Universities are charging students hundreds of dollars for required textbooks, and students and faculty agree textbook prices are unreasonable.

These prices range so high that some students choose not to buy books at all while others feel forced to buy them. 

Maddisyn Urban, a strategic communications major at Missouri Western, shared that she doesn’t purchase any of her textbooks because of how often courses don’t utilize them.

“Previously when professors expressed textbooks being mandatory, I never took the plastic seal off the textbook,” Urban said.

She believes as long as students take advantage of office hours and other free resources, passing certain courses without a book is realistic.

“Being a good steward of my education isn’t dependent on having a textbook in front of my face," Urban said. 

This may deem true for strategic communications majors but others don’t have this luxury.

Liza Testorff, a nursing major at Missouri Western, paid $1,000 for materials outside of tuition last semester alone. The nursing program shifted from physical textbooks to e-books which require access codes that cost $200-$300 per class. 

Testorff admits that she rarely uses these e-books but they are crucial to her grade because they contain important assignments and quizzes that are graded online. 

“We try not to complain too much but it’s just a scam because I already paid for the class and tuition.”

Some students work outside of classes to pay for textbooks. In an article published by Inside Higher Education, a survey reports 69% of college students work during the school year. Urban mentions working at least 25 hours a week along with 13 credit hours.

But other students, like Testroff, have time consuming majors that only allow minimal working hours or none at all.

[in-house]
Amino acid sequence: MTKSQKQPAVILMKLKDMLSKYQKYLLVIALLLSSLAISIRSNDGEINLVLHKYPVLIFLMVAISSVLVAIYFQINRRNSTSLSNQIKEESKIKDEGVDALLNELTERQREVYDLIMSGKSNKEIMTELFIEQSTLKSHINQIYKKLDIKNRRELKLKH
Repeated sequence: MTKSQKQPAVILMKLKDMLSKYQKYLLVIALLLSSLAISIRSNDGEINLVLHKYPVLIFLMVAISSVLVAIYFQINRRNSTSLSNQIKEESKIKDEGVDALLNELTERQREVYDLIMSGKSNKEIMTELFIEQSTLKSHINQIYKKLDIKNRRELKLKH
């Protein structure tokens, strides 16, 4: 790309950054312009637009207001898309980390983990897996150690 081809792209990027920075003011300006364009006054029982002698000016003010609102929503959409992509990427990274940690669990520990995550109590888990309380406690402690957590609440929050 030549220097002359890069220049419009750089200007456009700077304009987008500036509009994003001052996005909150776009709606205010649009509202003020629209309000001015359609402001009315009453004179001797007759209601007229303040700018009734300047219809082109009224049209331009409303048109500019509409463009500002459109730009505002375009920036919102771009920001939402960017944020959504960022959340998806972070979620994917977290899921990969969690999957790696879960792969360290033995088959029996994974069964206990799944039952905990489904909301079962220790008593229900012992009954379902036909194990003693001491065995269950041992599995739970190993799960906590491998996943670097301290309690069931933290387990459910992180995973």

Jordan Atkinson, a communications professor, thinks professors try to help students who struggle with these issues.

“We can be more mindful of those issues for our students,” Atkinson said.

Atkinson tries to put copies of his required material in reserve at the campus library so students who can’t afford books have that resource, because he too believes that textbook prices are outrageous.

As a professor and an author of several textbooks, McMahan shared that textbook authors aren’t making profit from these prices, it’s the companies publishing them who are. 

Now that students have options to rent or buy books from third party websites such as Chegg, McMahan shares that companies aren’t making money off of those transactions. Leading publishers to update textbooks every few years because they primarily make money in the first year of a books release.

Associate Director of Financial Aid Cindy Spotts-Conrad explains that Missouri Western can only give out scholarships that cover institution costs like tuition and housing. Since Barnes & Noble supplies our books, Missouri Western can’t cover that cost. This is the same reason why students have to pay the cost of books forward and not apply the cost to their account.

If a student qualifies for federal aid coverage and that amount exceeds the amount of tuition being charged, financial aid will offer book vouchers that use up to the given amount. However, this only applies to students who qualify for financial aid and have their financial aid submitted at least 10 days before classes begin.

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